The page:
I’ve never seen more skepticism for any new technology than the buzz we’ve heard over 3D television here at CES. Every indicator points to it becoming the breakthrough technology of this show, but if you believe the chatter, it’s being shoved down our throats more than eagerly devoured by a loving public.
“Do you really need to watch Big Bang Theory in 3D? I don’t think so,” one reporter snapped in a heated conversation next to me. Fans of Kaley Cuoco might disagree. But this was probably the sixth conversation I’ve heard to the same effect. The fact remains: Many people just don’t see the appeal.
Having recently seen Avatar in 3D, I see their point. The visuals were spectacular. The first shots of the forest floor made me feel as if I was there. But by hour two-and-a-half, I was about ready to take off the glasses.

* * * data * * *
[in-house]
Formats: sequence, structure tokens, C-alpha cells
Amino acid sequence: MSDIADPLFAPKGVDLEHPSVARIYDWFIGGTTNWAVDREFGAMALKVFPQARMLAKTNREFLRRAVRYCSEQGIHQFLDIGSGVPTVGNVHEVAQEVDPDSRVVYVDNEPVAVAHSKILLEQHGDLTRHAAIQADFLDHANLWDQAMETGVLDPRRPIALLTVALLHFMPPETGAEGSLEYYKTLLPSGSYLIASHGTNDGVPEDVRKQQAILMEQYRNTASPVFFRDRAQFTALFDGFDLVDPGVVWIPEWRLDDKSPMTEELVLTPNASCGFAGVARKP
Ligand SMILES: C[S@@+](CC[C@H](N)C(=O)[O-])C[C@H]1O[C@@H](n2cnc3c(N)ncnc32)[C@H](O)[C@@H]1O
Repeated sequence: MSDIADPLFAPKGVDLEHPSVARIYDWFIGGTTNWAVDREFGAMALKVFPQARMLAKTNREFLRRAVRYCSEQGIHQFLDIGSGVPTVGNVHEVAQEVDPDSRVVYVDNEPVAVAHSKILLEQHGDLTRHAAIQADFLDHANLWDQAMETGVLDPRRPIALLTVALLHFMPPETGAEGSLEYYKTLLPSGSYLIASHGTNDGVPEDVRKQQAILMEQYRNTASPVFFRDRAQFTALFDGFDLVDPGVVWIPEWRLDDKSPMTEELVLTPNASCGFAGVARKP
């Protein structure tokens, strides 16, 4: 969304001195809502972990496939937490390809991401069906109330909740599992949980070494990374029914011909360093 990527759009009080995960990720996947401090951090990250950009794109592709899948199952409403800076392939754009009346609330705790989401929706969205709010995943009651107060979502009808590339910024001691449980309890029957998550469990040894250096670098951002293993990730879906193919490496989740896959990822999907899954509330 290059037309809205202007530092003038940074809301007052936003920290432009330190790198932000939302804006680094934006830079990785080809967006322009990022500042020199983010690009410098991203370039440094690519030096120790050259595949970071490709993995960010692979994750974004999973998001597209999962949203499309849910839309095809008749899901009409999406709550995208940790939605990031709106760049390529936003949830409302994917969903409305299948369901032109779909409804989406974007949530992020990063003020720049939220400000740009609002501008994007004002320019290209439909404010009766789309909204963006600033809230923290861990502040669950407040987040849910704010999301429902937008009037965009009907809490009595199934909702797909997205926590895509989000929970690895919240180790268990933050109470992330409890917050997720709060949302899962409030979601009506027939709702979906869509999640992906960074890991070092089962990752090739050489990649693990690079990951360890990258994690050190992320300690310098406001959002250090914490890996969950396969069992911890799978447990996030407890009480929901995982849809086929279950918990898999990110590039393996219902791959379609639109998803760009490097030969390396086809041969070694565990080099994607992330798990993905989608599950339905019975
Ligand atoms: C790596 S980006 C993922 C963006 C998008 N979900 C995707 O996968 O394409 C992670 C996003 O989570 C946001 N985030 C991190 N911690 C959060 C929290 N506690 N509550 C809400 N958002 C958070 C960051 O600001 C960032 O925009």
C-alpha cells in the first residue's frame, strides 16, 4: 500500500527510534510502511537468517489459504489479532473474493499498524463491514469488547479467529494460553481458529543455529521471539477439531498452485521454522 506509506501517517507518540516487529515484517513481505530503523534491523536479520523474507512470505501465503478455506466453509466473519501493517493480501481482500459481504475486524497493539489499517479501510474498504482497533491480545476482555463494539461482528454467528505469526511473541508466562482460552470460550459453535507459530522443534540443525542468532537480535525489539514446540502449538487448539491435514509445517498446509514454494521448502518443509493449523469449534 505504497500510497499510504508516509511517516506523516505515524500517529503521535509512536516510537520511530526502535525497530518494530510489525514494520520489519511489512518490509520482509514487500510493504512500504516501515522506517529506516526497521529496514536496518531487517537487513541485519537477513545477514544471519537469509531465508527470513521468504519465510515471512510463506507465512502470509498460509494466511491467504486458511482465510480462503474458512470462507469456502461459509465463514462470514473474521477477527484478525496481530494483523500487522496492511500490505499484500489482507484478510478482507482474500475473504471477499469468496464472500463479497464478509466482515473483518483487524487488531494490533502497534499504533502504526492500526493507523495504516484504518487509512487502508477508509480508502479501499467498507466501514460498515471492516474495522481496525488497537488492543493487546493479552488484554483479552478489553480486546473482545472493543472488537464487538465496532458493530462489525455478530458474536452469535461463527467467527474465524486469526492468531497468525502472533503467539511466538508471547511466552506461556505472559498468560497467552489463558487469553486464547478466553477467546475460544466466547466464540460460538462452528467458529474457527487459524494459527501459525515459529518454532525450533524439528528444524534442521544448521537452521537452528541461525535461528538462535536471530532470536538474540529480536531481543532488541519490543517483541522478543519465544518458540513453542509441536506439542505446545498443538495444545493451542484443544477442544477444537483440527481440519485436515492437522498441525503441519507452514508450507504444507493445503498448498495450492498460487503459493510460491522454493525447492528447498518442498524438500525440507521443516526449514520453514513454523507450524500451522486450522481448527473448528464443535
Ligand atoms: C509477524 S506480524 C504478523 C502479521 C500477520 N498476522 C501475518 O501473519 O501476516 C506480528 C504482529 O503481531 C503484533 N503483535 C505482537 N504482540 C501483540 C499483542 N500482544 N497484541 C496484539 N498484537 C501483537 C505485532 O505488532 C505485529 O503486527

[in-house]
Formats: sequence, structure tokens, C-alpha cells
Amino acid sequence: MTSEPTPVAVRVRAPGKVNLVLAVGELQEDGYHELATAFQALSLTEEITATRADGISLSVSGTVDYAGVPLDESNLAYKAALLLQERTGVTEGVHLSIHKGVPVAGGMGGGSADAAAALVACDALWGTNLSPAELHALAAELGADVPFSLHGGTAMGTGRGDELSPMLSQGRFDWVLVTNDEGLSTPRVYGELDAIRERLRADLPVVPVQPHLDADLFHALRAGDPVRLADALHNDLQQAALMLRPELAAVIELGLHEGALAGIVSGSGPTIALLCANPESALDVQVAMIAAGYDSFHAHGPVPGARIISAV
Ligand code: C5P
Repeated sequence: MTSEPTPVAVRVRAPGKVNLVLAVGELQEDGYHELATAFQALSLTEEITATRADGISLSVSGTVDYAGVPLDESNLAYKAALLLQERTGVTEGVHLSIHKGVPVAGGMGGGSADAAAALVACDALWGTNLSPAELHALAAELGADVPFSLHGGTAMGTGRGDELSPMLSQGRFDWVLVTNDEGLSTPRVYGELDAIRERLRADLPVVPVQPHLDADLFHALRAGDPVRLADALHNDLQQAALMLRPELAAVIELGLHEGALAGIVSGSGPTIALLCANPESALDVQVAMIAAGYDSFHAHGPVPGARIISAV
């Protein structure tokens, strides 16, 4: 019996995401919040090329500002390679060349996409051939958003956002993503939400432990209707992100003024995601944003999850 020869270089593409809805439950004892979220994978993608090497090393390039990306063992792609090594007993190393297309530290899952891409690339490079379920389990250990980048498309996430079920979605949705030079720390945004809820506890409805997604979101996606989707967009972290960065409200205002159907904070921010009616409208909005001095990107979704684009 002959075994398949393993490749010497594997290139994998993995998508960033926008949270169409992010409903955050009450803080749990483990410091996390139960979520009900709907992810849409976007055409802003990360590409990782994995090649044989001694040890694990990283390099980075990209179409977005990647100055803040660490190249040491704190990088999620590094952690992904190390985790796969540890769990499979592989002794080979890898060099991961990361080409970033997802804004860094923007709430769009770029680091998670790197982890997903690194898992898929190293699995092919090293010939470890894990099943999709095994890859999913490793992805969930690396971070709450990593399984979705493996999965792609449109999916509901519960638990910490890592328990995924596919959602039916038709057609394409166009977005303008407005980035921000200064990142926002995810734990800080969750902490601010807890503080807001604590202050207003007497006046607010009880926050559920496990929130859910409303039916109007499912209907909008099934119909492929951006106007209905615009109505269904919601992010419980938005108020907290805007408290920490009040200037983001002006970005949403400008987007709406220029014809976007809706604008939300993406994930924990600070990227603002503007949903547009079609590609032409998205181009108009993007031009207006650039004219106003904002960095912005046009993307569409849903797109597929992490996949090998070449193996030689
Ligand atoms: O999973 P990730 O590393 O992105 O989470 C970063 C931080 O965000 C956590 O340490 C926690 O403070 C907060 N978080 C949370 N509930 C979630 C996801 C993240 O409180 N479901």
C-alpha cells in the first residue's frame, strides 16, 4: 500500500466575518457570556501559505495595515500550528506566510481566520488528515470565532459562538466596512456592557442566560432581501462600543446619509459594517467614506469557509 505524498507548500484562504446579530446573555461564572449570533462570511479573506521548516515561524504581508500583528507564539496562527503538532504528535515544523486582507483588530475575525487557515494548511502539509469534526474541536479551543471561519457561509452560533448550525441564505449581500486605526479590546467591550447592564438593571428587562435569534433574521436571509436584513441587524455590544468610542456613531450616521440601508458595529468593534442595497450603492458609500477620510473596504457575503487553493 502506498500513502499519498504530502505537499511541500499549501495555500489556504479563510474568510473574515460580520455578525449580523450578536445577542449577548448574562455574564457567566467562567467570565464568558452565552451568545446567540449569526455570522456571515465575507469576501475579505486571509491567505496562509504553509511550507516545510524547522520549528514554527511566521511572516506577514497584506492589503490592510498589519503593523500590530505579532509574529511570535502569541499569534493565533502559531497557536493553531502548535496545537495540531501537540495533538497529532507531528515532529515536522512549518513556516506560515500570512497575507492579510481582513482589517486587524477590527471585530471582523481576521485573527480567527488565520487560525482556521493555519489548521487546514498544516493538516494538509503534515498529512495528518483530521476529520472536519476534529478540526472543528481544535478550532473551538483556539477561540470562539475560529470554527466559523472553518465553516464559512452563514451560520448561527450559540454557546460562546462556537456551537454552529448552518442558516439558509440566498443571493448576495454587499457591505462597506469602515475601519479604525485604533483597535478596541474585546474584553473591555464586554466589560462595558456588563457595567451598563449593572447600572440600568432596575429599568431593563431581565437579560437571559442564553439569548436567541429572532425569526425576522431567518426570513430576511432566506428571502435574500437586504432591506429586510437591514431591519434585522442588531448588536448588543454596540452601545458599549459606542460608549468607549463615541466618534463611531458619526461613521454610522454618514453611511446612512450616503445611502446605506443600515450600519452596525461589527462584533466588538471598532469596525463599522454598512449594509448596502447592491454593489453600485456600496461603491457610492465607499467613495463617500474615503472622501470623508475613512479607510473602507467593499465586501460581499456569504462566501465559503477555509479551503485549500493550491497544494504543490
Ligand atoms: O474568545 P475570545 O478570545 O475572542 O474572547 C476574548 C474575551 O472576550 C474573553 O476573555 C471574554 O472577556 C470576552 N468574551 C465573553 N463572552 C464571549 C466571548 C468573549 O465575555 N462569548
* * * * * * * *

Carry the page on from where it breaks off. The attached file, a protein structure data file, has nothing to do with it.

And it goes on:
If James Cameron can’t even keep us glued to the 3D effect for three hours, what will owners of in-home 3D televisions think after their third episode of Dexter? Will sitcoms and dramas really benefit from the effect? Did you ever really wish you could feel “there” in Jerry Seinfeld’s apartment? What price is too much for the novelty? Manufacturers will have to answer all of these questions as the show goes on.